Let me share a case in point, Dietrich Bonhoeffer, who was a pacifist, eventually was arrested by the Nazis because of his part in a conspiracy to assassinate Hitler. Bonhoeffer who was thinking through the moral dilemma of killing Hitler was strongly persuaded by his sister-in-law to join. Neither Emmi or Klaus were Christians but Bonhoeffer’s older brother, was deeply involved in the assassination plot. In order to get the principle driven Bonhoeffer to join his brother, Emmi said to him, “You Christians are glad when someone else does what you know must be done but it seems that somehow you are unwilling to get your own hands dirty to do it.” So many times, right or wrong, it seems the voice of non-believers compel Christians to do something about injustice and often we get persuaded because we want to show the world that we care about the issues at hand. In the end, the assassination attempt failed, everyone involved was arrested and send to the concentration camps. He spent a year and a in prison and sadly just a few days before the the Allied forces came in to liberate the prisoners, Bonhoeffer was executed.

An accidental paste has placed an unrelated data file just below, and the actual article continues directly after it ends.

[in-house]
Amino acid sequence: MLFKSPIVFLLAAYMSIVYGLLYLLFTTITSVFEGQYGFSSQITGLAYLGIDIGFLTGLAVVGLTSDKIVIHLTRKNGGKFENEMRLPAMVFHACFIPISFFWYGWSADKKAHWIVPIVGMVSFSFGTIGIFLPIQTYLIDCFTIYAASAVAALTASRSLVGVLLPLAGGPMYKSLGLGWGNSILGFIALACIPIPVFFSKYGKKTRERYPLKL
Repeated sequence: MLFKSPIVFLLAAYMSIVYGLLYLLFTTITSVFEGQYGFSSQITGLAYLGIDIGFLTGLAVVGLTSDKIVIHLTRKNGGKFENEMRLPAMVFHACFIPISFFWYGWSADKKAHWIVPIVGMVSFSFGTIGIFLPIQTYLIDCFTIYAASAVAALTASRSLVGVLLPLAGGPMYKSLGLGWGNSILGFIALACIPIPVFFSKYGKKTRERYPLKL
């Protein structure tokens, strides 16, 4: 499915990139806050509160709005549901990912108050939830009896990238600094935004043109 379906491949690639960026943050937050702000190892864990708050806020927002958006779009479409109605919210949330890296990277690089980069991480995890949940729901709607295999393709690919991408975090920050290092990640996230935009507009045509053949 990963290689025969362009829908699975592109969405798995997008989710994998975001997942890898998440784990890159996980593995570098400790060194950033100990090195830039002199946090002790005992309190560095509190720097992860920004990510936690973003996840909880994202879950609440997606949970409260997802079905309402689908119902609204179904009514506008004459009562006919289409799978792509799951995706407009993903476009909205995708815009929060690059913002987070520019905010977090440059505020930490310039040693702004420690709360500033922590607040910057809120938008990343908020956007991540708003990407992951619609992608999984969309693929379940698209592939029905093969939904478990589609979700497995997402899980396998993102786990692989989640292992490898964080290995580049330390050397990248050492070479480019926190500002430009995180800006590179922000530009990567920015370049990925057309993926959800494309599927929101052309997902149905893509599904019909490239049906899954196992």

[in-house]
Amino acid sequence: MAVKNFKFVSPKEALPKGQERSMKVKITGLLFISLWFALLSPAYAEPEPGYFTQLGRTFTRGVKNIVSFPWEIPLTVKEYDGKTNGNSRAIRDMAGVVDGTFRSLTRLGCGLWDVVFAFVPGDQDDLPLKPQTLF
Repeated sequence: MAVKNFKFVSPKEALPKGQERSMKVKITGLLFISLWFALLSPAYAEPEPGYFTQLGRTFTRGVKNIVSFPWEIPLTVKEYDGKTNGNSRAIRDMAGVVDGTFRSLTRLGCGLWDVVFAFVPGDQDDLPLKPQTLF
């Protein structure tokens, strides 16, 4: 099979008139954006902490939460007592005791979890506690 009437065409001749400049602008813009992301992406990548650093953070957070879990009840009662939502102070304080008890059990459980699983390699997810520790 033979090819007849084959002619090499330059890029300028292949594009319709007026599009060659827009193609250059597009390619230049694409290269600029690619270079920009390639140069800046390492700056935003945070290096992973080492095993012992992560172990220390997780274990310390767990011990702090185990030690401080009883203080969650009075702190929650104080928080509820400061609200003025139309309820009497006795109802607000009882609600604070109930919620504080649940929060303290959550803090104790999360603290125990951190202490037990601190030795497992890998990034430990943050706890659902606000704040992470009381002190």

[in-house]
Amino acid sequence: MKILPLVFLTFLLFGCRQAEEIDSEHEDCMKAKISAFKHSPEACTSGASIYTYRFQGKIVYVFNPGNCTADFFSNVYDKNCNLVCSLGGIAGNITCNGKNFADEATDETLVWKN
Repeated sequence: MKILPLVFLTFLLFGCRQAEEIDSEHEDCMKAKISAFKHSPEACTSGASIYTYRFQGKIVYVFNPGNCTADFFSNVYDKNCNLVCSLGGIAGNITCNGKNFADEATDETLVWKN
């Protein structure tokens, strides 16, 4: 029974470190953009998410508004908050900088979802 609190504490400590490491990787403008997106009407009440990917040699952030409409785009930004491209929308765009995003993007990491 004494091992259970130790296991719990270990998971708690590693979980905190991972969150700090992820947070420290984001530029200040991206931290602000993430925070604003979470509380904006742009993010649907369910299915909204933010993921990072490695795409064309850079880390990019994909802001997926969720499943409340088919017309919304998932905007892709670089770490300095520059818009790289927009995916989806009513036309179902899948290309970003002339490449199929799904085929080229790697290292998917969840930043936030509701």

Some of the questions that come out of this tragic example:
Would it have been better if this group who must have had an incredible amount of resources and information on the inside use that to save 1000 lives, like Oscar Schnidler?
Would killing Hitler have made any difference or could it have made things even worse for those in the concentration camps?
Was Bonhoeffer more valuable alive then dead?
Hindsight is 20/20 but I think Bonhoeffer miscalculated the risk versus the reward. If killing Hitler would have meant the end of the war and saving of hundreds of thousands of lives, it would have been morally right without question. But everyone knew there was a whole succession of men just as evil as Hitler in the Nazi party that would have simply taken his place. I believe the miscalculation came because Bonhoeffer failed to see that his sister-in-law had a view of justice very different than that of the Christian worldview.
From a secular perspective extreme measures to fight against the injustice of oppressors is completely justified because there is no other option. Where there is no God, man is the only judge, jury, and executioner. From that view of the world, there is no God who will take up the cause of justice and therefore desperate times, requires desperate measures. But for the believer, we are given a totally different of view of justice. This is probably, in my mind, the scariest and the most comforting, verses that deal with the justice of God.